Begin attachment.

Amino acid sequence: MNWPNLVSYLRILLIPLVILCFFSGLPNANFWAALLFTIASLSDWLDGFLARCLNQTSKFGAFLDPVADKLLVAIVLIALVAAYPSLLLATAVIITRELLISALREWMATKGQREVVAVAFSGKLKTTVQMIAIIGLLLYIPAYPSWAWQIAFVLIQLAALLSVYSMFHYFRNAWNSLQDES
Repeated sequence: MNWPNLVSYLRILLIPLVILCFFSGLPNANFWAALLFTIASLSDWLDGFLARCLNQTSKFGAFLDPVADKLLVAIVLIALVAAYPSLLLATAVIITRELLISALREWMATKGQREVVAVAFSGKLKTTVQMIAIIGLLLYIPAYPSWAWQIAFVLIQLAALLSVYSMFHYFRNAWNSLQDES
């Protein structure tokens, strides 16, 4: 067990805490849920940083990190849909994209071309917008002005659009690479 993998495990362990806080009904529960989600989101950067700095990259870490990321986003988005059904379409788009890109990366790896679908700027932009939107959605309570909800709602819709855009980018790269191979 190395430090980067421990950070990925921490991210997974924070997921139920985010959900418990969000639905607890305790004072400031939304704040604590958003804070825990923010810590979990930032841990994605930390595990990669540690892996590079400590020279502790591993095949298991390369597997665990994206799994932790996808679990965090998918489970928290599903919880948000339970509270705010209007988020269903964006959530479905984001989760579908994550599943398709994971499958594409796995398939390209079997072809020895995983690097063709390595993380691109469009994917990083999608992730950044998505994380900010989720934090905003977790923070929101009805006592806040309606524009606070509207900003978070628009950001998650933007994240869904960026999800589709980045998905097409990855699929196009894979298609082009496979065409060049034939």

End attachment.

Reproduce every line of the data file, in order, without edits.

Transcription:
Amino acid sequence: MNWPNLVSYLRILLIPLVILCFFSGLPNANFWAALLFTIASLSDWLDGFLARCLNQTSKFGAFLDPVADKLLVAIVLIALVAAYPSLLLATAVIITRELLISALREWMATKGQREVVAVAFSGKLKTTVQMIAIIGLLLYIPAYPSWAWQIAFVLIQLAALLSVYSMFHYFRNAWNSLQDES
Repeated sequence: MNWPNLVSYLRILLIPLVILCFFSGLPNANFWAALLFTIASLSDWLDGFLARCLNQTSKFGAFLDPVADKLLVAIVLIALVAAYPSLLLATAVIITRELLISALREWMATKGQREVVAVAFSGKLKTTVQMIAIIGLLLYIPAYPSWAWQIAFVLIQLAALLSVYSMFHYFRNAWNSLQDES
């Protein structure tokens, strides 16, 4: 067990805490849920940083990190849909994209071309917008002005659009690479 993998495990362990806080009904529960989600989101950067700095990259870490990321986003988005059904379409788009890109990366790896679908700027932009939107959605309570909800709602819709855009980018790269191979 190395430090980067421990950070990925921490991210997974924070997921139920985010959900418990969000639905607890305790004072400031939304704040604590958003804070825990923010810590979990930032841990994605930390595990990669540690892996590079400590020279502790591993095949298991390369597997665990994206799994932790996808679990965090998918489970928290599903919880948000339970509270705010209007988020269903964006959530479905984001989760579908994550599943398709994971499958594409796995398939390209079997072809020895995983690097063709390595993380691109469009994917990083999608992730950044998505994380900010989720934090905003977790923070929101009805006592806040309606524009606070509207900003978070628009950001998650933007994240869904960026999800589709980045998905097409990855699929196009894979298609082009496979065409060049034939």